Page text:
A field of anomalous craterforms (termed Martion Cratered Cones MCCs) has been mapped in the Chasma Boreale region of Mars, and several authors [e.g., Hodges and Moore, 1994; Garvin et al., 2000] have suggested, based on images and topographic data, that these features are volcanic shields. This field lies directly in the path of the outflow of meltwater that may have formed Chasma Boreale [e.g. Clifford, 1993; Fishbaugh and Head, 2000].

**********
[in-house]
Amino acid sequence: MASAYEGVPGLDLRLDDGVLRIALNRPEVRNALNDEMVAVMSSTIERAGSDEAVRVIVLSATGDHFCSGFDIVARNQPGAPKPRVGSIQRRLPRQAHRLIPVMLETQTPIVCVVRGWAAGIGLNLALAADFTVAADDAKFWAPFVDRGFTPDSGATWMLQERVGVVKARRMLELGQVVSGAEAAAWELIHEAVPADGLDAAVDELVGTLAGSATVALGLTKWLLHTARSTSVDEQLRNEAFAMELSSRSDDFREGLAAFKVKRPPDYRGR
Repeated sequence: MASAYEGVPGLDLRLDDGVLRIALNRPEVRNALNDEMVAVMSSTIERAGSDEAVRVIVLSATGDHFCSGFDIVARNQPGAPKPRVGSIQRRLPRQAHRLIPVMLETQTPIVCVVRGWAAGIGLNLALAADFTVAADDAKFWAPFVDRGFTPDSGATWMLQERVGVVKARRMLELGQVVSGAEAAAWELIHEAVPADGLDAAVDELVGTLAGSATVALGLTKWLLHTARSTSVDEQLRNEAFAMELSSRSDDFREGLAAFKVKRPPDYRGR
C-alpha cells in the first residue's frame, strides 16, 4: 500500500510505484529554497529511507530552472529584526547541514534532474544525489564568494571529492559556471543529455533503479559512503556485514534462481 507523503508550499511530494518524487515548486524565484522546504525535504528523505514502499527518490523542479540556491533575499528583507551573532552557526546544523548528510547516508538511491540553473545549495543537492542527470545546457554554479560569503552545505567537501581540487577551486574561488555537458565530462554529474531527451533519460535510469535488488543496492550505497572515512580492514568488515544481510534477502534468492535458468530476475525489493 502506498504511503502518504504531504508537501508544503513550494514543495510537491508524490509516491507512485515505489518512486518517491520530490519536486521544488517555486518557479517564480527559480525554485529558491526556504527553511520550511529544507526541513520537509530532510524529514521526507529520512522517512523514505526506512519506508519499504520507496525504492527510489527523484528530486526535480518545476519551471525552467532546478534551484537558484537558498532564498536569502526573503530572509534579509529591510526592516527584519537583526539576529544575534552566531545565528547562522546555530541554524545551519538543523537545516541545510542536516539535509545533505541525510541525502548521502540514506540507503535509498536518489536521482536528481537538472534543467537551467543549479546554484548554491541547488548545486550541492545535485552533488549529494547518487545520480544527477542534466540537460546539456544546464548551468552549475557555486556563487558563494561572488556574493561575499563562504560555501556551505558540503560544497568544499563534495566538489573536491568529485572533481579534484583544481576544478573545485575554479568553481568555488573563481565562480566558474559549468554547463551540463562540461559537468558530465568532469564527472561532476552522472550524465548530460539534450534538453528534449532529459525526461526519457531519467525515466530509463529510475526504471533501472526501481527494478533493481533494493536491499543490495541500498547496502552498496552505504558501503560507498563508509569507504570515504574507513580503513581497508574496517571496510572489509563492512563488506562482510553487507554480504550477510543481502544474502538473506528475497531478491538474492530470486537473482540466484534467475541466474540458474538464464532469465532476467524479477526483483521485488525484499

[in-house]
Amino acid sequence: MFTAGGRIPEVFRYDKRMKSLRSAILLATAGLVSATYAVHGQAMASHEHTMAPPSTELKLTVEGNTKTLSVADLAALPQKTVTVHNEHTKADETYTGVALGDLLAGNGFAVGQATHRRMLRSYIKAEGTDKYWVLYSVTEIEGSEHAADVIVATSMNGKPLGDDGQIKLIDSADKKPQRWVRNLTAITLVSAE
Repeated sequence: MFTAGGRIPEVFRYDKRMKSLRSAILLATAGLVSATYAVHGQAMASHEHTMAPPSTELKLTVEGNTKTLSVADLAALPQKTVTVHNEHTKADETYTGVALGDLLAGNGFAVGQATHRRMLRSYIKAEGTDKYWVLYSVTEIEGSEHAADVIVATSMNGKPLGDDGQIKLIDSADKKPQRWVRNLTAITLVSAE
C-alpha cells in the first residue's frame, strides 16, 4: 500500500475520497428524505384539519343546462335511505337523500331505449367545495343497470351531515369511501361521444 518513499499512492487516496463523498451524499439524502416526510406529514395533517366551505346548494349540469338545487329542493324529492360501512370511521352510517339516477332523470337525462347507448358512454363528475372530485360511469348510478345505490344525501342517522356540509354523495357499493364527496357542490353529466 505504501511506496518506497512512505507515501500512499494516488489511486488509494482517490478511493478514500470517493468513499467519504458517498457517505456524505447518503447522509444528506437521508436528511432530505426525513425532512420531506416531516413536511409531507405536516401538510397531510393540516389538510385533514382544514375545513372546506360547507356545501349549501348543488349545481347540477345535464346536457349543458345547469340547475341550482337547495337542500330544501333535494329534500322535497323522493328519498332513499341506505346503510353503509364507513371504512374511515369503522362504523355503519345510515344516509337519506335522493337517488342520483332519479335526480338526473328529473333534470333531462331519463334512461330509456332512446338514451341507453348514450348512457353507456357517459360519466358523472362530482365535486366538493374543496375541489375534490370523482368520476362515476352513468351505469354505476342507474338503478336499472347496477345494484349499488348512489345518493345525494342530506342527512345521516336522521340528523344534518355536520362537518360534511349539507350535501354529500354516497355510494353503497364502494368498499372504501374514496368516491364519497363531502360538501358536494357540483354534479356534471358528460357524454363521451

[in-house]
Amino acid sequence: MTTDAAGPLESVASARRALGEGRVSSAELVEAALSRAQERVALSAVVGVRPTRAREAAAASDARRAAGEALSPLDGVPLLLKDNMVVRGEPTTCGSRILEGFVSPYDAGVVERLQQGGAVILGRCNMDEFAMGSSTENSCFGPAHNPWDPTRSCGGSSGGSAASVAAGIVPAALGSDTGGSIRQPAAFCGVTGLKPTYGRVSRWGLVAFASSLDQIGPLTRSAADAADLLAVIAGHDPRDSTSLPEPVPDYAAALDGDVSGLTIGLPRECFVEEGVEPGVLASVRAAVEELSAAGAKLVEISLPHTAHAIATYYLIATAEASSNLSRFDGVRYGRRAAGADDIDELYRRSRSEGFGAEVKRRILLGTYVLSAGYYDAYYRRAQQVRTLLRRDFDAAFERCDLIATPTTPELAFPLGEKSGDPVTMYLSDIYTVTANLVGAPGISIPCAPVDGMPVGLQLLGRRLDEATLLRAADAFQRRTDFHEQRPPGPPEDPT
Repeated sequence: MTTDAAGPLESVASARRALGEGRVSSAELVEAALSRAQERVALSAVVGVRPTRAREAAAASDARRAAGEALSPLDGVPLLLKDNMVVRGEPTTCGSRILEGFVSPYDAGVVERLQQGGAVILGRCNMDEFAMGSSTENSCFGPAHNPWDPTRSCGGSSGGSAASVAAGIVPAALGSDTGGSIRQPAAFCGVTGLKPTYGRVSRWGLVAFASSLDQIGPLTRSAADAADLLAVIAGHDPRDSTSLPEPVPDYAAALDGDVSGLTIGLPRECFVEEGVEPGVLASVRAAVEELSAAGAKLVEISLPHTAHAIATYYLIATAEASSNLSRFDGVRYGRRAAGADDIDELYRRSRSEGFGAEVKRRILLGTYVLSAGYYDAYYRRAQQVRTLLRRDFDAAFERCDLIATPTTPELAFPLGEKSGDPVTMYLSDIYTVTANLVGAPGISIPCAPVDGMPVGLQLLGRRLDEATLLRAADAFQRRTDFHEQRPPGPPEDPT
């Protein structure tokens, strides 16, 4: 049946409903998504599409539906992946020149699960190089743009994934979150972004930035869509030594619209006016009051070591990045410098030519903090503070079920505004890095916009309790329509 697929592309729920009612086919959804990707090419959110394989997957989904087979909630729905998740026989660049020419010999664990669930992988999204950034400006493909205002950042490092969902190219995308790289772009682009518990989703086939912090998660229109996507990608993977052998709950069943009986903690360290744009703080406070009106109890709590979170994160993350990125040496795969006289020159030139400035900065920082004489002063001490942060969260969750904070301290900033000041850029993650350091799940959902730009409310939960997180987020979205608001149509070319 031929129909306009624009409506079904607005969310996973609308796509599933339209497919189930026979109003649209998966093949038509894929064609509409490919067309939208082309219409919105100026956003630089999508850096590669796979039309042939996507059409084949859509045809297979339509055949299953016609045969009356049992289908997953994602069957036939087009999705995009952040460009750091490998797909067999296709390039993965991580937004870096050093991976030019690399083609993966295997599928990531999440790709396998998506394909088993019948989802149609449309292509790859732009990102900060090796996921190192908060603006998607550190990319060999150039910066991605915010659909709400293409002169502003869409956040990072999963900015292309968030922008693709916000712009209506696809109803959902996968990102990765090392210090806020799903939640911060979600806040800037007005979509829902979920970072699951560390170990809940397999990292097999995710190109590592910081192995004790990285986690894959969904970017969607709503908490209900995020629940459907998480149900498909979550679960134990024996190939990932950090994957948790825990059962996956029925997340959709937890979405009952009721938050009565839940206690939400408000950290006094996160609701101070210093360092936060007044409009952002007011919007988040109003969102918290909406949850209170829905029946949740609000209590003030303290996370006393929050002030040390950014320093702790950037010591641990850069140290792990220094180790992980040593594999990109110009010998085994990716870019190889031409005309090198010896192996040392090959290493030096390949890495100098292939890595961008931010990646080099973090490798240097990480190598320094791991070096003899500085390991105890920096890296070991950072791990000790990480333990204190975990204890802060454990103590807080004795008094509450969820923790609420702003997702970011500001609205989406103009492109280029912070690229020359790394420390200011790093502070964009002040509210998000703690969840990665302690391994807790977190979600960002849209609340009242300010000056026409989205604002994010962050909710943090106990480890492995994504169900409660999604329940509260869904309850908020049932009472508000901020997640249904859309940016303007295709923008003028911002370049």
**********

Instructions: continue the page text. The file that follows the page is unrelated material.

The purpose of this paper will be to estimate the amount of melting of polar materials that could result from eruption of these shields and thus to assess whether these volcanoes of this size could produce a reentrant as large as Chasma Boreale (assuming that a similar field also lies beneath the cap in the Chasma Boreale region). Features similar to Chasma Boreale (but much smaller) have been formed on Earth due to subglacial eruption (e.g. of Grimsvotn in Iceland). Of course, if these features are volcanic shields, then the timing of their formation relative to that of Chasma Boreale is of crucial importance. If these volcanic features were formed after the Chasma Boreale outflow event, then they should have been modified by the outflow. I will characterize the morphology of several of these features and compare these observations with the expected morphology of shield volcanoes in that region [e.g. Wilson and Head, 1994] in order to understand whether the shields have been modified and by how much. There is also the possibility that these craterforms are not shield volcanoes at all but are instead impact craters that have been heavily eroded by outflow from the chasma. If I have time, I will compare the morphology of north polar region impact craters characterized by Garvin et al. [1998, 1999, 2000] to these features to assess whether the amount of fluvial erosion (volume percentage-wise) is the same as that estimated for erosion of shield volcanoes.